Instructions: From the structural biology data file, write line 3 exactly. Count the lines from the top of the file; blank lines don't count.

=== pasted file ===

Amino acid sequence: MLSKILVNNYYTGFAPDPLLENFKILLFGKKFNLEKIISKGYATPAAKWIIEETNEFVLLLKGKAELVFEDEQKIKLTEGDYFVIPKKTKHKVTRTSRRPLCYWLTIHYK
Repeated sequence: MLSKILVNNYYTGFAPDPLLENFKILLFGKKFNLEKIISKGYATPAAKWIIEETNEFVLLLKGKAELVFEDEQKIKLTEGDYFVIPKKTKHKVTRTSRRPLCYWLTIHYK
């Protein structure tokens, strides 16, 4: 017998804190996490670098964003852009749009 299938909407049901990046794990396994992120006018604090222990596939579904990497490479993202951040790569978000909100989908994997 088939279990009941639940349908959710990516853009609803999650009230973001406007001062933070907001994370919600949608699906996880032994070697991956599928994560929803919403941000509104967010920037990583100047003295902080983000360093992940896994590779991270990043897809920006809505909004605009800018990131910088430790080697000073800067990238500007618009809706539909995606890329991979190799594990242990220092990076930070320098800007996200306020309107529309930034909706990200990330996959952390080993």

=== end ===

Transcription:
């Protein structure tokens, strides 16, 4: 017998804190996490670098964003852009749009 299938909407049901990046794990396994992120006018604090222990596939579904990497490479993202951040790569978000909100989908994997 088939279990009941639940349908959710990516853009609803999650009230973001406007001062933070907001994370919600949608699906996880032994070697991956599928994560929803919403941000509104967010920037990583100047003295902080983000360093992940896994590779991270990043897809920006809505909004605009800018990131910088430790080697000073800067990238500007618009809706539909995606890329991979190799594990242990220092990076930070320098800007996200306020309107529309930034909706990200990330996959952390080993």